Back on the golf cart (recharged from a convenient parking-lot plug), we buzzed past attractive estate homes to the quaint shops of the Fishing Village where I bought a pair of plastic “coral” ballet flats and resisted key-lime pie on a stick and red-yellow-blue “Superman” ice cream at charming Reef Treats. Full-service Gardeners grocery store is stocked with other tempting fare and on Saturday mornings local vendors sell food and flowers at the farmer’s market.
By midday it was time to sample the waterside activities on Buccaneer Island. After swimming laps, we lazed beside one of the two pools watching windsurfers and kids in pedal boats before taking a dip in the poolside whirlpool. At three o’clock it was back to the Fitness Center for manicures and pedicures. Besides standard facials, massages and wraps, the full-service spa offers gentlemen’s hot-towel facials and there are haircuts and manicures for children under age 10.
On any given day, the ultra-comfortable, 300-upholstered-seat theater in the Cultural Center offers first-run films, live broadcasts from the Metropolitan Opera or acts ranging from the Peking Acrobats to comedian Dennis Miller. We caught an annual treat: Ocean Reef runs an academy offering instruction to children up to eighth grade who may be in residence for as short a time as a week. Once a year these students put on a show, and we were treated to excerpts from “Oliver,” “Annie” and “Wicked” – all performed by adorably costumed boys and girls in a colorful trash-yard stage set from “Cats.”
We left the congratulatory cast-party reception and drove down the street to the Clubhouse Restaurant overlooking the ninth and eighteenth holes of the Dolphin course. That’s where they offered the lint-free napkins before serving my sister a lobster pasta that was so delicious that we ordered an extra half-portion along with my yellowtail snapper with sherry caper butter, pesto rock shrimp and oven dried Teena’s farm tomatoes.
Back at the inn we happened on a group gathered around Hal Roland’s grand piano, singing along to old standards. Sensing a good excuse for an extra Reef Cup cocktail, we joined them, harmonizing to Frank Sinatra and Tony Bennett favorites.
Sunday morning, after a quick run on one of the three jogging trails and a half hour pedaling on exercise machines in the Marina Fitness Center, we were back in the inn for the waterside Ocean Room’s elegant breakfast, with the fruit arrayed in a miniature dory and every conceivable brunch dish from omelets and eggs Benedict.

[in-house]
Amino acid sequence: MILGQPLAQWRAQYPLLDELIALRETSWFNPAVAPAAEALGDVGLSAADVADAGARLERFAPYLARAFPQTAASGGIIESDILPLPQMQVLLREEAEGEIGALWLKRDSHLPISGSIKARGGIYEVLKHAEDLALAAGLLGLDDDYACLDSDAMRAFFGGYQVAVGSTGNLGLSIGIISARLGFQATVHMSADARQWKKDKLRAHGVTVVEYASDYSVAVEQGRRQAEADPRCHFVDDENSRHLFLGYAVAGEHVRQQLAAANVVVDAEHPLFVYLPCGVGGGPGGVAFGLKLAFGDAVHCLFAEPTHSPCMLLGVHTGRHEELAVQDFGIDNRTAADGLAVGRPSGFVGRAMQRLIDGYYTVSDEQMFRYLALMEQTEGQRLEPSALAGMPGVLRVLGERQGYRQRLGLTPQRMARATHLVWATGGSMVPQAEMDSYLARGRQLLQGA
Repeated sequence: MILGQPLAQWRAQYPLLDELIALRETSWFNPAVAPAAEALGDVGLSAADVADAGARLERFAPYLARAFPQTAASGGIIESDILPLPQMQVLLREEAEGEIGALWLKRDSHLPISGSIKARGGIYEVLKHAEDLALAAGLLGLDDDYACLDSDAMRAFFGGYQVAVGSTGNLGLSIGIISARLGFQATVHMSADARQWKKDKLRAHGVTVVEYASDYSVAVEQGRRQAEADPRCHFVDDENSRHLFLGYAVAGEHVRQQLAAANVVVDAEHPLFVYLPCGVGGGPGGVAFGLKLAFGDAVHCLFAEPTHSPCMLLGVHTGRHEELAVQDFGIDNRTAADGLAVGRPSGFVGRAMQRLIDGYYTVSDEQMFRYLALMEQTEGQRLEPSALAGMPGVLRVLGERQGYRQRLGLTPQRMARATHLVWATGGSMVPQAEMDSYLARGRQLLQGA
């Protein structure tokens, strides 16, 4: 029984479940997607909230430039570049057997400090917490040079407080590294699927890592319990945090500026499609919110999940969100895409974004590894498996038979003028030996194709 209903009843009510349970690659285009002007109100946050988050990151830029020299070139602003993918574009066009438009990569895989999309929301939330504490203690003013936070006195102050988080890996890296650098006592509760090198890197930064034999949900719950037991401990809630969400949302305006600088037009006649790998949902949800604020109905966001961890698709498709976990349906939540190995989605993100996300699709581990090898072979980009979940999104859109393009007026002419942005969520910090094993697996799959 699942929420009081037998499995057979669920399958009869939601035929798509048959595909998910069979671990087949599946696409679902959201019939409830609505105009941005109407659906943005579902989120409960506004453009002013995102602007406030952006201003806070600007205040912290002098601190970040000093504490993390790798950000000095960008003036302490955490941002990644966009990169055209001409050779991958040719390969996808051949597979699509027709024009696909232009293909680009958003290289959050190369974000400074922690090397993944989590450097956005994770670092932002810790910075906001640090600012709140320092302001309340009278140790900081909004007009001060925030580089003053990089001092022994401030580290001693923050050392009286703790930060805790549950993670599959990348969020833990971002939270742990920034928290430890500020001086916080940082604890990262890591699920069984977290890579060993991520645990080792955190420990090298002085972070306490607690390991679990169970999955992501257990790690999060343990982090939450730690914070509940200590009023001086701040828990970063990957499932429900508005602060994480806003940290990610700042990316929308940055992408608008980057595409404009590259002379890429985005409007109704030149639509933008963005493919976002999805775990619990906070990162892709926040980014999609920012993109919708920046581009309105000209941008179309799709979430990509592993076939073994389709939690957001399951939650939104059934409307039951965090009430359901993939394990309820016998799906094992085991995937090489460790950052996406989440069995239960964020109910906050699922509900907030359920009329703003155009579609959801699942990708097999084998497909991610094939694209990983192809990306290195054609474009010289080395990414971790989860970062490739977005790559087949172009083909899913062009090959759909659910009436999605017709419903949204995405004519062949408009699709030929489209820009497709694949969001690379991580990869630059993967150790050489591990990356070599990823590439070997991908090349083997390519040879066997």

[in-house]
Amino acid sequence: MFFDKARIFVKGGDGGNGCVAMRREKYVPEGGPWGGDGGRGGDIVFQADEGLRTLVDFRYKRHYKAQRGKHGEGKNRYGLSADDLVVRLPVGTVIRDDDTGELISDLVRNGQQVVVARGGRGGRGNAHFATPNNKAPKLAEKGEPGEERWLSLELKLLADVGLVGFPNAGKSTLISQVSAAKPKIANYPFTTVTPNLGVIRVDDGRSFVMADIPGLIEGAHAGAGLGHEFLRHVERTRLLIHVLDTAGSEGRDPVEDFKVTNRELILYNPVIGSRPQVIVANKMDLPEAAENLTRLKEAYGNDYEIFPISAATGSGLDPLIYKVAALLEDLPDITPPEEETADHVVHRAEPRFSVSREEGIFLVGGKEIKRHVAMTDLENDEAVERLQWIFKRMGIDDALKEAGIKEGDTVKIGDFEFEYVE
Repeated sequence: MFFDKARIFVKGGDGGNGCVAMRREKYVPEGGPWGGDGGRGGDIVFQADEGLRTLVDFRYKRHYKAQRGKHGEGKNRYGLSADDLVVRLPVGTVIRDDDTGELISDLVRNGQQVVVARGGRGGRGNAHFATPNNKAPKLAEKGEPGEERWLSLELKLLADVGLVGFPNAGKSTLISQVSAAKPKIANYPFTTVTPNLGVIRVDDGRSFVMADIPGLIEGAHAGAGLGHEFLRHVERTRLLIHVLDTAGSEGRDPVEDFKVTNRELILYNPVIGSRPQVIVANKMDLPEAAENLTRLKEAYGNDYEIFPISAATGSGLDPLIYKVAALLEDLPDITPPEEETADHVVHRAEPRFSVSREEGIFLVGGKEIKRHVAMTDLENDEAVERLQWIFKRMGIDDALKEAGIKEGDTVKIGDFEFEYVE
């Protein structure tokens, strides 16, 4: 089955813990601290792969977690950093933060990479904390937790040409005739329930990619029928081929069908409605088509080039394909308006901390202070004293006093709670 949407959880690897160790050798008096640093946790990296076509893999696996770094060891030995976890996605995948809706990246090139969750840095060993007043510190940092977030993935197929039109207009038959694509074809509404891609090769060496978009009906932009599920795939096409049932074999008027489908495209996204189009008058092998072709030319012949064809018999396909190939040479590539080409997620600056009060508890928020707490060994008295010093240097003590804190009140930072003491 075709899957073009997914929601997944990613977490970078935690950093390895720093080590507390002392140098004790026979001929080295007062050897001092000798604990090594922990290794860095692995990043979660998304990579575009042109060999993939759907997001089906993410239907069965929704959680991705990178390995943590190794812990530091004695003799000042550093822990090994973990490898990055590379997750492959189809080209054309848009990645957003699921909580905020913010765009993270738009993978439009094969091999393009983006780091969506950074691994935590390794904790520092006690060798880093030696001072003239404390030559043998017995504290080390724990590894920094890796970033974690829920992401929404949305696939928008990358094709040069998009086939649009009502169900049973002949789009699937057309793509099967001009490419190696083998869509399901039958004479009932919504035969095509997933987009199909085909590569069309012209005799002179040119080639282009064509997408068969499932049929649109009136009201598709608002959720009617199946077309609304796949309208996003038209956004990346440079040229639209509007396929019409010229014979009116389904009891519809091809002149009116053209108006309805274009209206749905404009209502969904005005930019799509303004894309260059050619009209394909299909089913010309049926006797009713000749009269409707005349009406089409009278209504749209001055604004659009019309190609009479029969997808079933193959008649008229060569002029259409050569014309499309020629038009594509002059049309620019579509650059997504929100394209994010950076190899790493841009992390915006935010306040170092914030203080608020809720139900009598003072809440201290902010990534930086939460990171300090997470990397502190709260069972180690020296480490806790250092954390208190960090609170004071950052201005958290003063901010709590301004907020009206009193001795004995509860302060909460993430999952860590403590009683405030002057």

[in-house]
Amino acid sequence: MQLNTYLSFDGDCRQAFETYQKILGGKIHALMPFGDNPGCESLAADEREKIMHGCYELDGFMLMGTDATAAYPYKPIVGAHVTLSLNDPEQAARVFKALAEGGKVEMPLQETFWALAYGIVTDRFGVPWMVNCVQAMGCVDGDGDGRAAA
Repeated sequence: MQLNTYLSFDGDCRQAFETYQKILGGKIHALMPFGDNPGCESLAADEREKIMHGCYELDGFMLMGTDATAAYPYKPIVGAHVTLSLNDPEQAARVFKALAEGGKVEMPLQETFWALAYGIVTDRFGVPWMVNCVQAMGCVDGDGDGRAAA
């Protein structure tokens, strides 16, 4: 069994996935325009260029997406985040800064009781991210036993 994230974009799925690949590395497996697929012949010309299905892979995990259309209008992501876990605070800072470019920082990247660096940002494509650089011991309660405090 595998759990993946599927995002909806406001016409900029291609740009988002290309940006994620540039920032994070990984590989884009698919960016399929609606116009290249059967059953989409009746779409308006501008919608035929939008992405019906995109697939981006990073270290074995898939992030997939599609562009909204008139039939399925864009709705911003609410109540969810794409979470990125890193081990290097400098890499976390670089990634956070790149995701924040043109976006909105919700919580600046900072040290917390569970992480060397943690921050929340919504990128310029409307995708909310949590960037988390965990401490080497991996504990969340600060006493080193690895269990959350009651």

The nature trail starts right outside the door and we followed its 39 steps learning to recognize the distinctions among bottom-heavy Bottle Palm, fiber-trunk Chinese fan palm, thick-leaved Thatch palm and Christmas palm with its bright red fruits
Vacationers should know there is a dress code requiring beach cover-ups, no thongs and some restrictions on blue jeans, and cell phones are banned from the restaurants. One custom we favored was non-tipping – all gratuities for bellhops, waiters and spa services are included on the bill.
Although busy every minute, there were several activities we didn’t have time to try: tennis, sailing, kayaking, croquet, volleyball, snorkeling and scuba diving to see the continent’s only living coral in the nearby reefs of the National Marine Sanctuary. But sometime in the allotted next five years we hope to go back – and this time we’ll wear white skirts.
Ocean Reef Club
35 Ocean Reef Drive
Key Largo, FL 33037
Rates vary depending on season and view starting around $175 for a summer tropical view, up to $600 for a winter water view. Nonmembers and their families can also sign up for special summer camps with programs in golf, tennis, fishing, reef discovery, performing arts.
For nonmember reservations call (305) 367-5921; (305) 367-2611 or 800-741-7333.
Editor’s Note: Sharon King Hoge specializes in consumer and travel journalism both in print and on radio and television. The former Consumer Reporter at WBZ-TV and producer/host of “The Sharon King Show” in Boston, she reported on ABC network news, hosted “The Cookbook Kitchen” on the Food Channel and participated in the launch of CNBC. A Contributing Editor at Condé Nast Traveler and Global Traveler magazines, her writing has appeared in Forbes FYI and Forbes Executive Woman, SELF, Ladies Home Journal, National Review. A former columnist for both AOL and the New York Daily News, she was Calendar Editor for the Martha Stewart Living website and is Editor at Large of the three regional Cottages and Gardens shelter magazines.